Sidney Abrahams

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Sir Sidney Abrahams

Sir Sidney Abrahams.jpg
Sir Sidney Abrahams
26th Chief Justice of Ceylon
In office
3 July 1936 – 1939
Appointed byReginald Edward Stubbs
Preceded byPhilip James Macdonell
Succeeded byJohn Curtois Howard
Francis Soertsz
as acting
Personal details
Born(1885-02-01)1 February 1885
Birmingham, England
Died14 May 1957(1957-05-14) (aged 72)
Alma materCambridge University

Sir Sidney Solomon Abrahams QC (11 February 1885 – 14 May 1957), nicknamed Solly, was a British Olympic athlete and 26th Chief Justice of Ceylon (Sri Lanka). He was the older brother of famed Olympian Harold Abrahams.

Early life[edit]

Born in Birmingham, England, Abrahams was educated at Bedford Modern School[1] and Emmanuel College, Cambridge.

He competed at athletics for Cambridge University from 1904 to 1906. At the unofficial Olympiad, the 1906 'Intercalated Games' held in Athens, he finished fifth in the long jump with 6.21 metres. At the 1912 Stockholm Olympics he finished in eleventh place in the same event with 6.72 metres. At the 1913 Amateur Athletic Association Championships in London, he won the long jump with 6.86 metres.[1]

He studied law at the Middle Temple and was called to the bar in 1909.


He joined the Colonial Service and was Advocate General in Baghdad in 1920 and President of the Civil Courts in Basra in 1921. After serving as Attorney General of Zanzibar (1922), Uganda (1925) and Gold Coast (1928), Abrahams was appointed Chief Justice of Uganda in 1933 and Chief Justice of Tanganyika in 1934.[2]

He then served as Chief Justice of Ceylon from 1936-1939 and was knighted in 1936. The most celebrated case he presided over was that of the Australian Mark Anthony Bracegirdle, whom the Governor of British Ceylon Sir Reginald Stubbs was attempting to have deported; the court ruled against the Governor. He was founder-president of the Medico-Legal Society of Ceylon. He was succeeded by John Curtois Howard, after the acting Francis Soertsz.[3] He retired from the bench in 1939.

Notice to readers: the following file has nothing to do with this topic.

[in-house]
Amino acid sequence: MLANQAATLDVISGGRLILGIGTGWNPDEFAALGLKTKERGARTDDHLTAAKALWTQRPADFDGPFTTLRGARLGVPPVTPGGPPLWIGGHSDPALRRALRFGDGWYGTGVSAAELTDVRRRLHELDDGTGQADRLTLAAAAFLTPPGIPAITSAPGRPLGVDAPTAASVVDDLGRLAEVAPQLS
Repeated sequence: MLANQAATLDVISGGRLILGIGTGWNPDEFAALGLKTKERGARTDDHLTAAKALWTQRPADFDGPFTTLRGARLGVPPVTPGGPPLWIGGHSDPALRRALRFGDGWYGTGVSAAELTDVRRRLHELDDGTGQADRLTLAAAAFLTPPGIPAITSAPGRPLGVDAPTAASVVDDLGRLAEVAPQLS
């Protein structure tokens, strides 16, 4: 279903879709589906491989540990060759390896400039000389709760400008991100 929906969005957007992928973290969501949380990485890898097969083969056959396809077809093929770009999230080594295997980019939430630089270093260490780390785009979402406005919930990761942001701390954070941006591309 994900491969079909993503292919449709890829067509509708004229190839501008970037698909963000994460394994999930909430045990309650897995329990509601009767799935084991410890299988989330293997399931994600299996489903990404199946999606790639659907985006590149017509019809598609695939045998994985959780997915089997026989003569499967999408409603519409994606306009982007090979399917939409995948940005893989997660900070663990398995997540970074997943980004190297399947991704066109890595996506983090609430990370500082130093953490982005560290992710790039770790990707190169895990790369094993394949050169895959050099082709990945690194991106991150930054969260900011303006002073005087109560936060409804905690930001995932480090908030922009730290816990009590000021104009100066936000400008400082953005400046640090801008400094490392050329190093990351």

Sidney Abrahams chaired a Committee on the Administration of Justice in Nigeria. He was later Senior Legal Assistant to the Commonwealth Relations Office, and played a major role in the suspension of the People's Progressive Party Government of Cheddi Jagan in British Guiana (Guyana) in 1953.

He was elected president of the London Athletic Club.[citation needed] Abrahams was the first Jew to hold the post.[citation needed]

Abrahams was married to Ruth Bowman and they had two children, Valerie and Anthony Abrahams.[citation needed]

In 1936 he was given the title of baronet.

See also[edit]


  1. ^ "Who's Who 1935", Published by A&C Black Ltd, 1935
  2. ^ Rubinstein, William. The Palgrave Dictionary of Anglo-Jewish History. p. 11.
  3. ^ "Overview". Judicial Service Commission Secretariat. Archived from the original on 19 October 2013. Retrieved 19 October 2013.
Legal offices
Preceded by
Philip James Macdonell
Chief Justice of Ceylon
Succeeded by
John Curtois Howard
Francis Soertsz
as acting